Computer chaos hits DWP
26 November 2004
Civil servants have been using pen and ink to process benefit claims this week after a software upgrade at the Department and Work and Pensions went horribly wrong
Thousands of staff at the UK's Department for Work and Pensions (DWP) were forced to revert to writing out giro cheques and process benefit payments by hand after a week-long failure in 80% of their computer systems.
The problems started on Monday when a routine software upgrade turned into what is described at the biggest computer failure in government history.
DWP computer screens, used by civil servants in pensions offices, Job Centre Plus and the Child Support Agency, went blank. Speaking to Government Computing News on 26 November 2004, a spokesperson for the department said that the IT problems have affected staff randomly.
"Some people have full access to systems while others have problems accessing their business systems, such as email, print and file sharing," she said.
The disruption echoes IT failures at the Post Office this summer which prevented thousands of pensioners from collecting benefits payments and also the long-term problems at the Child Support Agency, which led to the resignation of it chief executive.
The DWP said its supplier EDS, which has a £2bn outsourcing contract with the department, has been working overnight to resolve the problems and that 95% of users can now access their systems. The remaining problems are likely to be resolved today.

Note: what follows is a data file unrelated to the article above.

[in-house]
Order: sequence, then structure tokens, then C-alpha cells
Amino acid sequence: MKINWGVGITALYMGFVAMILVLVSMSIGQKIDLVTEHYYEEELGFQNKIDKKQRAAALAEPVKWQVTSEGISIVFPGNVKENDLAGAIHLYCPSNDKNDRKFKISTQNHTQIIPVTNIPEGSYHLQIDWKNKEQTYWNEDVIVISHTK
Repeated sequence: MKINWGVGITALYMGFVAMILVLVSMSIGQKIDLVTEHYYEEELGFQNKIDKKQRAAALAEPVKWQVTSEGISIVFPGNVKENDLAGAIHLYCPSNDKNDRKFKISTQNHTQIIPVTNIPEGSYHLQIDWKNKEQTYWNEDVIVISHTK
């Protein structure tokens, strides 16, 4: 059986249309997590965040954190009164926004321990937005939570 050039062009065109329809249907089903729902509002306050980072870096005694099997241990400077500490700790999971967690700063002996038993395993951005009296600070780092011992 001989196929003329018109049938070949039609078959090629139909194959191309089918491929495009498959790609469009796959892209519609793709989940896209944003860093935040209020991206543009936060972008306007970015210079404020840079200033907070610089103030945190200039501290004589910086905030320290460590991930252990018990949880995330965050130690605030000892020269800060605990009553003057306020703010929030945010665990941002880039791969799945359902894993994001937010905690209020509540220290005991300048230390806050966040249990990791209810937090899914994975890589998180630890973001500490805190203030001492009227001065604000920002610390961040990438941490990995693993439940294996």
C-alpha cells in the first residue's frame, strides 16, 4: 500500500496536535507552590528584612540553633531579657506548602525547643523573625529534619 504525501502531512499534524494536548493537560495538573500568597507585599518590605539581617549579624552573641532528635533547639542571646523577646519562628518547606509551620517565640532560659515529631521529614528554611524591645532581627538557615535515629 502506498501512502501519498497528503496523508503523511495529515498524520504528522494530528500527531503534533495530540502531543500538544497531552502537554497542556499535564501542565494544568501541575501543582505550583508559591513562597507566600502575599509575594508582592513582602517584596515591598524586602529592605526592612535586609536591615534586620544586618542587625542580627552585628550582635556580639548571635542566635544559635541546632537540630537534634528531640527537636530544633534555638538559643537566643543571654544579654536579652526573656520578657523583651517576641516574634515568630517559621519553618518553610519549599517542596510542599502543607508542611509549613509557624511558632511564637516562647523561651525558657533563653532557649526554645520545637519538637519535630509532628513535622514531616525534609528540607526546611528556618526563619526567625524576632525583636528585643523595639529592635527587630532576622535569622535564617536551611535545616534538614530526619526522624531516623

The department claims that the impact on the public has been minimal and that pensioners and benefit recipients have continued to receive their payments as usual.
However, the DWP admits that it has taken staff longer than normal to deal with new or amended claims.
Civil service union the PCS said: "It hasn't largely affected payments because staff are having to making amendments by hand. If this had happened two years down the line, once the proposed job cuts had taken place, we could have seen people who rely on benefits going without."
Liberal Democrat shadow work and pensions secretary Steve Webb believes that the vulnerable have once again been let down by the DWP. "It is time that an independent body like the National Audit Office took a close look at the DWP and its computer problems and pressed the department to get this mess sorted out once and for all."
Source: Kable's Government Computing
Publication date: 26/11/2004 10:35:39